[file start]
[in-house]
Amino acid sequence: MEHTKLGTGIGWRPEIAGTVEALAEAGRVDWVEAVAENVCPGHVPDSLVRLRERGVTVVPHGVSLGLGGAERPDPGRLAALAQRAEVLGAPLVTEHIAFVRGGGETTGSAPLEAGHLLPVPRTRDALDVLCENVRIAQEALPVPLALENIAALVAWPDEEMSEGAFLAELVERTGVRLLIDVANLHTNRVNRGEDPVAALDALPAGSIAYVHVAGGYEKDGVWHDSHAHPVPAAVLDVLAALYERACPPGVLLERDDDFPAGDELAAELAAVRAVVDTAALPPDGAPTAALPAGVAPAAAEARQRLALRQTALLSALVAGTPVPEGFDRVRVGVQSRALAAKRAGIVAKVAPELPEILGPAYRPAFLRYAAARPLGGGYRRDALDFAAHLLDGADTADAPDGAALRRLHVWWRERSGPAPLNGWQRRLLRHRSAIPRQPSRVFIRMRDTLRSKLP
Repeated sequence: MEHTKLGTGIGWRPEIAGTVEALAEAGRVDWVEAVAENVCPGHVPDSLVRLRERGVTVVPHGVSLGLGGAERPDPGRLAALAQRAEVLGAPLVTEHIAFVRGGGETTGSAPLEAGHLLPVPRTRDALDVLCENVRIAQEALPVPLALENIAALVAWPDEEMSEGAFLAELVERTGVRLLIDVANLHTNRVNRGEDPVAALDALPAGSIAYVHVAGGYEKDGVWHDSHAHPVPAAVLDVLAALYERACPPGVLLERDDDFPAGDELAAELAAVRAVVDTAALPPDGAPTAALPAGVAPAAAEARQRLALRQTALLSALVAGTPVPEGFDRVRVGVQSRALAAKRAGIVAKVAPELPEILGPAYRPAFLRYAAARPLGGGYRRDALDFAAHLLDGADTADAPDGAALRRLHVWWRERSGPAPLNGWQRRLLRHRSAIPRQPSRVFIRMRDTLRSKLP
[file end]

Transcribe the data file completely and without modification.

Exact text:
[in-house]
Amino acid sequence: MEHTKLGTGIGWRPEIAGTVEALAEAGRVDWVEAVAENVCPGHVPDSLVRLRERGVTVVPHGVSLGLGGAERPDPGRLAALAQRAEVLGAPLVTEHIAFVRGGGETTGSAPLEAGHLLPVPRTRDALDVLCENVRIAQEALPVPLALENIAALVAWPDEEMSEGAFLAELVERTGVRLLIDVANLHTNRVNRGEDPVAALDALPAGSIAYVHVAGGYEKDGVWHDSHAHPVPAAVLDVLAALYERACPPGVLLERDDDFPAGDELAAELAAVRAVVDTAALPPDGAPTAALPAGVAPAAAEARQRLALRQTALLSALVAGTPVPEGFDRVRVGVQSRALAAKRAGIVAKVAPELPEILGPAYRPAFLRYAAARPLGGGYRRDALDFAAHLLDGADTADAPDGAALRRLHVWWRERSGPAPLNGWQRRLLRHRSAIPRQPSRVFIRMRDTLRSKLP
Repeated sequence: MEHTKLGTGIGWRPEIAGTVEALAEAGRVDWVEAVAENVCPGHVPDSLVRLRERGVTVVPHGVSLGLGGAERPDPGRLAALAQRAEVLGAPLVTEHIAFVRGGGETTGSAPLEAGHLLPVPRTRDALDVLCENVRIAQEALPVPLALENIAALVAWPDEEMSEGAFLAELVERTGVRLLIDVANLHTNRVNRGEDPVAALDALPAGSIAYVHVAGGYEKDGVWHDSHAHPVPAAVLDVLAALYERACPPGVLLERDDDFPAGDELAAELAAVRAVVDTAALPPDGAPTAALPAGVAPAAAEARQRLALRQTALLSALVAGTPVPEGFDRVRVGVQSRALAAKRAGIVAKVAPELPEILGPAYRPAFLRYAAARPLGGGYRRDALDFAAHLLDGADTADAPDGAALRRLHVWWRERSGPAPLNGWQRRLLRHRSAIPRQPSRVFIRMRDTLRSKLP